Foreword 6 In parallel, the UCD Strategic Campus Development Plan 2016-2021-2026 guides the future development of the campus and includes a commitment to high architectural quality with a focus on sustainable design. So, with these values and ambitions very much in mind, we are delighted to commission this international design competition focused on enhancing and enlivening our campus: Future Campus – University College Dublin International Design Competition. This is a global call for integrated teams of international architects, urban designers and masterplanners to express an interest in our Entrance Precinct Masterplan and Centre for Creative Design project. We are hugely fortunate to have an expansive parkland and wooded campus, 133 hectares in total, close to the centre of Dublin. As UCD has grown and expanded in recent years, so it has developed its architectural pedigree, adding to its mid-20th-century core with a new Student Centre and a raft of other world-leading facilities – some of which are illustrated in subsequent pages. Through the new masterplan, which covers nearly 24 hectares of University land (with a further five hectares of land under the stewardship of Dún Laoghaire-Rathdown County Council) we need to address the following questions: How can the campus communicate UCD’s identity more eloquently? How can UCD become a Dublin landmark, better connected to the city and local communities? How can the entrance and arrival experience give the University immediate and deserved physical presence and visibility? Can the campus experience inspire new ways of learning and thinking? As well as, practically, become much more welcoming to pedestrians and cyclists?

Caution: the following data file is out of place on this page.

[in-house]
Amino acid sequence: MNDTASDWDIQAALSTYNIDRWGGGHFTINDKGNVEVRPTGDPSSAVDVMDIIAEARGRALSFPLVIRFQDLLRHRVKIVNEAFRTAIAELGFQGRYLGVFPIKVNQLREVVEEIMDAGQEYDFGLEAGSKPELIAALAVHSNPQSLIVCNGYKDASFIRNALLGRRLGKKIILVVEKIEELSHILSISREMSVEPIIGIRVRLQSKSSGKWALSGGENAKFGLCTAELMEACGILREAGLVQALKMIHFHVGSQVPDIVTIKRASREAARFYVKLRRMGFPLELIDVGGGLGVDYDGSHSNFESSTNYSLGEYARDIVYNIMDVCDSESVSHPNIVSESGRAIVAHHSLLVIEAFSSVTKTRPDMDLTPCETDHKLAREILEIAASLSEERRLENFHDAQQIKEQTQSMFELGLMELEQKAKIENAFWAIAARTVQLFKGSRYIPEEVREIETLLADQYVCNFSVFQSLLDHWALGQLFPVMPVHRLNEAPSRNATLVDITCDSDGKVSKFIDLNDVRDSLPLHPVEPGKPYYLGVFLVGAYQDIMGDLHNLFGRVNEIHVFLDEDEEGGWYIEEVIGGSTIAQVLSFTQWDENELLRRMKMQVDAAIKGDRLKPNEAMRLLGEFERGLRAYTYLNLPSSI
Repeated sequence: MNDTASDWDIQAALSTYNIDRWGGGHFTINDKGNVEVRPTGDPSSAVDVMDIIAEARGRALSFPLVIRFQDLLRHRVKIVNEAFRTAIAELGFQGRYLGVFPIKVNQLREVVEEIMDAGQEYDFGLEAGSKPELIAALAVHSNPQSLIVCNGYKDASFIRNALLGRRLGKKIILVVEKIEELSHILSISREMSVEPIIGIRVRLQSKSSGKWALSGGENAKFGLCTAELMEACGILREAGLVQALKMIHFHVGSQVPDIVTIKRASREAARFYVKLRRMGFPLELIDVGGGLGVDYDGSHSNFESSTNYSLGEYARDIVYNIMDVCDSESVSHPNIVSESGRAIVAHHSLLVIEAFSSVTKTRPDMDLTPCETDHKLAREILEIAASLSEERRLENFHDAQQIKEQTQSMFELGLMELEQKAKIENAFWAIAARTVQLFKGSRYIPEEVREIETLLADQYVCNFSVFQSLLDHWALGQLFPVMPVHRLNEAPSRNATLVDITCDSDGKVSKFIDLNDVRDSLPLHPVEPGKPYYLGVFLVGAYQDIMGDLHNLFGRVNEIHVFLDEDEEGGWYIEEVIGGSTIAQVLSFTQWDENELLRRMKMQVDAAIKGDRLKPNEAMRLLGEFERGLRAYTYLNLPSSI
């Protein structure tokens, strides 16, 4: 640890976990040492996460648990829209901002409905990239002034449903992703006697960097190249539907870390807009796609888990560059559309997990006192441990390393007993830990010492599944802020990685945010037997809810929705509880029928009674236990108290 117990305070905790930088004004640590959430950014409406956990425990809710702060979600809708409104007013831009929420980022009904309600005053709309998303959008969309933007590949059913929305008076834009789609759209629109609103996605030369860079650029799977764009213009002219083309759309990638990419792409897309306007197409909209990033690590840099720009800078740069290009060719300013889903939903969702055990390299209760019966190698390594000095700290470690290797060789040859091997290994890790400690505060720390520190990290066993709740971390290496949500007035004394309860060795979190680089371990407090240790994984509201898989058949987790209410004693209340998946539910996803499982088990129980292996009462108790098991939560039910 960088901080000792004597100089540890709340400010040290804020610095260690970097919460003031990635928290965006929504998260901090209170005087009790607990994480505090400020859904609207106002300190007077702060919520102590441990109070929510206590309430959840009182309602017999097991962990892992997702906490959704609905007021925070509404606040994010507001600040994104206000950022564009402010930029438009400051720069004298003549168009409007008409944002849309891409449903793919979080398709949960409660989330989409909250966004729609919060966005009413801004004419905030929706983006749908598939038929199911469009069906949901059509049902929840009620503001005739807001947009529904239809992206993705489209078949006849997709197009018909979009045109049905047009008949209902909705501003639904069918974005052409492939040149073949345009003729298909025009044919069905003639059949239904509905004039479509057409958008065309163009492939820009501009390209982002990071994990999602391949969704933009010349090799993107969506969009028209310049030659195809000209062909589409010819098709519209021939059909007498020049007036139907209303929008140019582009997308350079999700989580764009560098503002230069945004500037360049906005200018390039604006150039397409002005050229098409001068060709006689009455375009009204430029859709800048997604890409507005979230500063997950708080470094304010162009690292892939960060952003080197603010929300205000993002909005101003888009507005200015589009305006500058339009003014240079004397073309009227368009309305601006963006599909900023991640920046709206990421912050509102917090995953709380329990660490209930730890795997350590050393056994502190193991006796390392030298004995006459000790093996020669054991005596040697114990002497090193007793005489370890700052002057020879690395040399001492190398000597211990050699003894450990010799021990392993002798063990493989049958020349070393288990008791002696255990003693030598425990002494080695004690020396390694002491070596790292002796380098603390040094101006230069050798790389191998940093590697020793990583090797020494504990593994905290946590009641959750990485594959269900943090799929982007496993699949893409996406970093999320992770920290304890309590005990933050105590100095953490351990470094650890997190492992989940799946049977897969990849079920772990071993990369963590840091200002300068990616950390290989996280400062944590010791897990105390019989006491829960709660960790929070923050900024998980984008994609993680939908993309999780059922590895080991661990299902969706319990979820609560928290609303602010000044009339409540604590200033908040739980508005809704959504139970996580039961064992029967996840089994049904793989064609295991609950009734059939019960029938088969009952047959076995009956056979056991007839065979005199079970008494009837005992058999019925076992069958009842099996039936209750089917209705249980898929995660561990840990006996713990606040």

Foreword 7 Additionally, we intend our new Centre for Creative Design to be emblematic of the University, so that design, creativity and innovation are integral to how we are perceived. It is our belief that engineering and architecture will be crucial to Ireland’s future as a high-tech economy and attractor of foreign direct investment. So the new Centre – a charismatic yet integrated building, a making and learning lab – will, through form and fabric, express its purpose as the University’s home of design studios and laboratories and maker, project and fabrication spaces. New ‘future spaces’ will allow for more experimental, cutting-edge work at a variety of scales, from materials and spaces to cities and regions. They will give us scope for collaboration with industry and public partners, and enable us to share new ideas through a programme of exhibition and display. UCD was founded as an independent university 160 years ago by the religious and educational visionary John Henry Newman. We understand, as Newman did, that it is the people we attract to study and teach here that are our greatest resource and inspiration. Today, the intellectual insights and innovation they generate drive our economy and give the University, and Dublin and Ireland, their competitive edge. Creating a highly attractive environment that appeals to the visual and other senses of our faculty, students and community partners, that works both in the day and at night, and through all the seasons, is the fascinating and demanding challenge ahead. We warmly invite you to enter the competition. Professor Andrew J Deeks President, University College Dublin